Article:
Trucking news and briefs for Friday, July 29, 2022:
D.C. appeals court rejects Teamsters'/safety groups' hours of service petition
A legal challenge to the Federal Motor Carrier Safety Administration’s 2020 hours of service changes was decided this week, as the U.S. Court of Appeals for the District of Columbia rejected the petition put forward by the International Brotherhood of Teamsters, Advocates for Highway and Auto Safety, Citizens for Reliable and Safe Highways and Parents Against Tired Truckers. The union and the nonprofit groups sued FMCSA over the changes to the regulations, alleging among other things that FMCSA had not appropriately grappled "with the safety and driver-health consequences of changes," particularly those to the 30-minute daily required break and the short-haul logbook exception, according to the final opinion.
The court, however, found the hours of service changes to have been "sufficiently explained and grounded in the administrative record," and thus denied the petition.
The groups had said that, in changing the 30-minute break rules to allow the break to be taken on-duty rather than requiring it to be taken off-duty, FMCSA did “not account for fatigue from non-driving work or consider the effect of the changes to the 30-minute break requirement on the benefits that FMCSA attributed to that requirement when it adopted the requirement in 2011.” The petition called changes to the short-haul logbook exception into question by alleging revised HOS regulations, which extended the allowable operating radius and daily on-duty hours for drivers to be able to operate under the exception, didn't contain a rational explanation for the change.
FMCSA had responded to the groups’ concerns by noting they “failed to provide the court with sufficient evidence” to support their claims.
[Related: Another case for more flexible hours of service, small trucking's voice]
Carrier Transicold intros new fuel-efficient reefer units
Carrier Transicold is introducing four new trailer refrigeration units that the company said offer double-digit fuel efficiency improvements and lifetime compliance with emissions requirements of the California Air Resources Board (CARB).
The new systems include two single-temperature units, the Vector 8700 and X4 7700, and two multi-temperature units, the Vector 8800MT and Vector 8811MT. All four reduce particulate emissions by 96% compared to current offerings and, depending on the application, improve fuel efficiency from 5%−20%.
“Whether interested in boosting fuel efficiency, seeking compliance with stricter emissions regulations or both, North America’s trucking fleets will soon have four new options,” said Steven McDonald, Trailer Product Manager, Truck Trailer Americas, Carrier Transicold.
McDonald added that the units will be available for order later this year and will be delivered in 2023.
The new units take advantage of an advanced version of the proven Kubota engine used throughout Carrier Transicold’s existing trailer platforms. All four models also use R‑452A, a CARB-compliant, new-generation refrigerant with a global warming potential 45% lower than that of the traditional TRU refrigerant, R‑404A.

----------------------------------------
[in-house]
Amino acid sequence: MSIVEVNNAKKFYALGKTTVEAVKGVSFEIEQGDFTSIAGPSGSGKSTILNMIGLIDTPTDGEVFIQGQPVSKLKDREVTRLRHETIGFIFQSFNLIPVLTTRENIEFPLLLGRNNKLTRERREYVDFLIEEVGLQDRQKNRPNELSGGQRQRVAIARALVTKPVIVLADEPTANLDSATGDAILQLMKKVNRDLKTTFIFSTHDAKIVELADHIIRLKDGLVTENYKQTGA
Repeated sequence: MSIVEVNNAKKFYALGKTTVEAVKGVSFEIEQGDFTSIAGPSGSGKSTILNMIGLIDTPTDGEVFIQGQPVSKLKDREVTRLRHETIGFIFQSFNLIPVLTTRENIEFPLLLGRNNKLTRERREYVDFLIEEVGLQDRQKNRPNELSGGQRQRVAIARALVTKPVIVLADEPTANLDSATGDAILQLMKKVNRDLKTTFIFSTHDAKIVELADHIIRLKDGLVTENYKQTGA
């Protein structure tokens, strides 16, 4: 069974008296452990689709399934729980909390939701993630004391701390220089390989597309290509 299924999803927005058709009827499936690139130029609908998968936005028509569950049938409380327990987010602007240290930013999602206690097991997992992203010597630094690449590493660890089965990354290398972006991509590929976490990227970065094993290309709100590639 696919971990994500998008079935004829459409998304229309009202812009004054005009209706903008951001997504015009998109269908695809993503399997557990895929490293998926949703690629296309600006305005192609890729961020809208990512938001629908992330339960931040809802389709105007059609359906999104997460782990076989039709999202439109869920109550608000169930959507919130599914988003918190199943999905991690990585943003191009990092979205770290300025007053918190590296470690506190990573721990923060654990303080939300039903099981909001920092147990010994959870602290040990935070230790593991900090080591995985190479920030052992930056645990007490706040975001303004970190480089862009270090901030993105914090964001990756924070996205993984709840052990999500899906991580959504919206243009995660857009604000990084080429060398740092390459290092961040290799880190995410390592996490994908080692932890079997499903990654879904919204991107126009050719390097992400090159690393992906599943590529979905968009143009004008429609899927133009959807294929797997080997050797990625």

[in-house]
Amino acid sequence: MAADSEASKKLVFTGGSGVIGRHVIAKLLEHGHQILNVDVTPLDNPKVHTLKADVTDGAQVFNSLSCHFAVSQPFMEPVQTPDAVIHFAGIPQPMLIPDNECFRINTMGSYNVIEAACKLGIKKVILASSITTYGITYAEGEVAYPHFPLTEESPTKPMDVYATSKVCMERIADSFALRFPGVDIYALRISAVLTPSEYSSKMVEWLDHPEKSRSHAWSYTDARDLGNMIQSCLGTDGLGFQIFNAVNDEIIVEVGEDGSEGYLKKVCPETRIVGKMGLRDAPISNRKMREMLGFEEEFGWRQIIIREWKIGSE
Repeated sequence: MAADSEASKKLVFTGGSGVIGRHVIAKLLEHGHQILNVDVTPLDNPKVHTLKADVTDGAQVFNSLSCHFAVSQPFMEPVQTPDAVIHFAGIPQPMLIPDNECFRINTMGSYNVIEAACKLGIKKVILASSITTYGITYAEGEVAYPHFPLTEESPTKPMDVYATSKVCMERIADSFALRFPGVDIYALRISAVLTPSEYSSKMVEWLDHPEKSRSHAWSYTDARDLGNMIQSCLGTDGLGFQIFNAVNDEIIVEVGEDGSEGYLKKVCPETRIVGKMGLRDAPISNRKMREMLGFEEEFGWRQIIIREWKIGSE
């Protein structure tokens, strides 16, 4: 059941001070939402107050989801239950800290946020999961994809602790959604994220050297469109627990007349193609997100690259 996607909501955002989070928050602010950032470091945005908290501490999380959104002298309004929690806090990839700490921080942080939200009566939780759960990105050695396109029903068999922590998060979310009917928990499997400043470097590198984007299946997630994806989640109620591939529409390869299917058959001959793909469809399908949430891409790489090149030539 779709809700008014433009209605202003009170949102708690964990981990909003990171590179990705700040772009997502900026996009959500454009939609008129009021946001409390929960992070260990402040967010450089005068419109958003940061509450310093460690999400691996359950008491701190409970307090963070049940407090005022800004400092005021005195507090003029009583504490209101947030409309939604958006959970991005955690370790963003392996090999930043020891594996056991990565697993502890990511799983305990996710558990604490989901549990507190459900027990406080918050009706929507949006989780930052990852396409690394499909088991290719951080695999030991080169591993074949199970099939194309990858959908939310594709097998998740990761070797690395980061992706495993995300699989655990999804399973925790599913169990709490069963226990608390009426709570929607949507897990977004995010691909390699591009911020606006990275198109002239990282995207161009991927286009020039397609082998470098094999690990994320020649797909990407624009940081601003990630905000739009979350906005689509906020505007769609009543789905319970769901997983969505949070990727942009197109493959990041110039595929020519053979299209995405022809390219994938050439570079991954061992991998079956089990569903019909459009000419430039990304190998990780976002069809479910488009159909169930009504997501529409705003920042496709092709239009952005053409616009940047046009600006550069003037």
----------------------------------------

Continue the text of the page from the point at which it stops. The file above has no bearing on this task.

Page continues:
Additionally, all are equipped with Carrier Transicold’s telematics solution for remote monitoring of temperatures, location, movement and system operating performance. To help maintain battery charge supporting the unit and its telematics system, Carrier Transicold now also offers its TRU-Mount solar panel as a factory-installed option.
Carrier Transicold’s Vector units feature E-Drive all-electric refrigeration architecture for efficient performance and reduced maintenance.
Driver receives Highway Angel wings for offering water to motorists in traffic jam
Salt Lick, Kentucky-based truck driver Robert Simpson has been named a Highway Angel by the Truckload Carriers Association for offering cold water to passengers stuck in an hours-long traffic jam in 90-plus degree heat. Simpson drives for Meiborg Brothers Inc., out of Rockford, Illinois.
On June 17, Simpson was on I-65 South near Franklin, Kentucky, stuck for more than two hours in a massive traffic jam. The temperature was well over 90 degrees. Simpson noticed a van pulled over to the side of the road he thought was having mechanical issues, and considered that the air-conditioning was not working.
“It looked like it might be one of those military shuttles for the VA,” Simpson said. “I’m a retired veteran, my wife’s a retired veteran. So I got to thinking while I’m sitting there in traffic -- maybe they could use a water.”
Simpson approached the vehicle with four bottles of cold water from his truck and offered it to the passengers.
This simple act of kindness was noticed by other motorists stuck in the traffic, who then posted it on social media.
As it turned out, the van was not connected with veterans, and its passengers were not in need of water, but nonetheless, Simpson’s kindness struck a chord with witnesses to the gesture.
“I didn’t want to see a veteran sitting on the side of the road without water,” said Simpson.
TCA presented Simpson with a certificate, patches, lapel pin, and truck decals. Meiborg Brothers also received a letter acknowledging him as a Highway Angel.